With resection of the distal stomach, gastric peristalsis can no longer triturate food into particles smaller than 4 mm (which it had easily been able to do for most foods). If food is swallowed with minimal mastication, the residual stomach is prone to develop bezoars unless the anastomosis is large. When distal gastrectomy leads to loss of the pylorus, indiscriminate gastric emptying develops. Loss of the sieving function of the pylorus permits solid material to enter the jejunum. Larger materials have much less surface area on which digestive enzymes can act to reduce them to basic molecules for absorption. Loss of the regulatory functions of the pylorus and duodenum also results in adverse effects from rapid emptying of liquid gastric contents. A common complication of gastrojejunostomy is the development of a peptic ulcer distal to the anastomosis. This occurs for three reasons: (1) there is rapid emptying of gastric fluids with high concentrations of acid; (2) the jejunal mucosa is more susceptible to injury by gastric juice than is the duodenal mucosa; and (3) alkaline bile juice refluxing into the stomach can increase acid secretion. Emptying of the gastric contents directly into the jejunum, besides predisposing to jejunal ulcer, as mentioned above, may also lead to the postprandial syndrome of abdominal distress, sweating, weakness, and syncope resulting from jejunal distention known as the dumping syndrome. A host of other complications are well documented from the loss of hormonal and neural regulation of digestion by the duodenum. Positioning of the gastrojejunostomy below the point at which the proximal duodenum remains connected to the sphincter of Oddi also has associated risks; this results in a blind loop and multiple related complications described as afferent and efferent loop syndromes. The general recommendation is to limit the length of the afferent jejunal loop.
Ileocolostomy is needed after resection of the terminal ileum and portions of the colon. Functional changes following ileocolostomy are determined by the length of ileum removed, the underlying disease, and the degree to which colonic contents reflux into the small intestine. Extensive resections of the colon can result in a diminished storage capacity of the colon, with acceleration of colonic passage time, diminished absorption of fluid, and corresponding reduction in consistency of the fecal residues. Resection of the ileum can result in impaired vitamin B12 absorption, decreased bile salt absorption leading to choleretic diarrhea, and loss of important ileal mucosal hormones responsible for regulation of small intestinal transit, known as the ileal brake.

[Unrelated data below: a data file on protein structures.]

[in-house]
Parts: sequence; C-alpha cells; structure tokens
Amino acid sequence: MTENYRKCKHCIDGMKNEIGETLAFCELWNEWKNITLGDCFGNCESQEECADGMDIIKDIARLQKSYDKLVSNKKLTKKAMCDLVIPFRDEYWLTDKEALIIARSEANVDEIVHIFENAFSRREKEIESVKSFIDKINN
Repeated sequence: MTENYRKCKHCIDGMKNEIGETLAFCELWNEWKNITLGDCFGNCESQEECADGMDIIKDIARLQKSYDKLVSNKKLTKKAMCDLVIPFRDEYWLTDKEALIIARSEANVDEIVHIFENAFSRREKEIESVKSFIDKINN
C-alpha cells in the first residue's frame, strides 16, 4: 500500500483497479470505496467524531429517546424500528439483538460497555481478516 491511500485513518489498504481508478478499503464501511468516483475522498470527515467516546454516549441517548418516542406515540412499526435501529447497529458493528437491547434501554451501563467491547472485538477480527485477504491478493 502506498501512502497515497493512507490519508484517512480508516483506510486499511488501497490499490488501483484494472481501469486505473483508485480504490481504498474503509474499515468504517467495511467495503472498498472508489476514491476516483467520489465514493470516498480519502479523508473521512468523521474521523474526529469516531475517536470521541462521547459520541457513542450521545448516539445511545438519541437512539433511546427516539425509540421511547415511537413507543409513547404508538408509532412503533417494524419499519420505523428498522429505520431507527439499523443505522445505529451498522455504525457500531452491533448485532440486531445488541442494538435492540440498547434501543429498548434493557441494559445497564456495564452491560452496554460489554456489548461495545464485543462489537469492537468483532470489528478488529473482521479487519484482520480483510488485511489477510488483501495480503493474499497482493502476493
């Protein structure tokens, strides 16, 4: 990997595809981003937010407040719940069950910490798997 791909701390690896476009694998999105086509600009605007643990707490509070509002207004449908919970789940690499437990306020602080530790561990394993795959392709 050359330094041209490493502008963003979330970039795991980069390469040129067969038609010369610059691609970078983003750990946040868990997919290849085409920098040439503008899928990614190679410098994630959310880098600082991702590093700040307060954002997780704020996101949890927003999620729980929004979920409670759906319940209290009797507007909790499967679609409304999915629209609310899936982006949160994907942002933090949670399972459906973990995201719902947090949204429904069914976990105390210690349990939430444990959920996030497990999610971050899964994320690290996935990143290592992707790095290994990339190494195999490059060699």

When an ileocolostomy is performed for ileitis, the operation may consist of a side-to-side anastomosis in continuity or a resection with an end-to-end or end-to-side ileocolic anastomosis. The anastomosis in continuity preserves some function in the bypassed small intestine and colon, depending on the extent of the disease and the site of the anastomosis.
Permanent ileostomy is sometimes necessary for extensive Crohn disease or ulcerative colitis. Ileoanal anastomosis is preferred for severe ulcerative colitis and colonic polyposis syndromes but is not recommended for Crohn disease. If the ostomy is too narrow or strictured, a dilatation may develop adjacent to the stoma. Other complications from a stoma include excess fluid losses resulting from extensive small bowel resection or underlying enteritis, vigorous peristaltic contractions that may produce a “noisy” ileostomy, and leakage around the ostomy that may lead to irritation of the peristomal skin. Satisfactory appliances and adhesive materials and education and care of the patient by a team of experts, including an expert ostomy nurse, are needed for a good outcome.
Colostomy is usually performed for neoplasms of the sigmoid colon or diverticulitis. Unlike ileal fluids that are always liquid, distal colonic contents may become inspissated. In this case, the colostomy must be irrigated regularly to evacuate the fecal content mechanically. Keeping the fecal contents semi-liquified is preferred.
Anastomosis of the ileum to the anus (ileoanal anastomosis) is the procedure of choice for total colectomy, including ulcerative colitis and diffuse polyposis of the colon. The aim of the procedure is to permit controlled defecation through the natural orifice by preserving the anal sphincters. Reducing fluid volumes presented to the rectum is achieved by creating a J-shaped ileal pouch. Immediately following surgery, the patient must deal with a high frequency of bowel movements. Diarrhea typically decreases over time to four to seven bowel movements daily, one or two of which will be at night. Leaving a sleeve of rectum to create an ileorectal anastomosis should be avoided because it will continue to provide a risk for recurrent colitis or cancer, depending on the initial indication for total colectomy. Fecal incontinence is a common complication, particularly during sleep, when volitional control of the sphincter is diminish d. Inflammation of the J-pouch may result in pouchitis.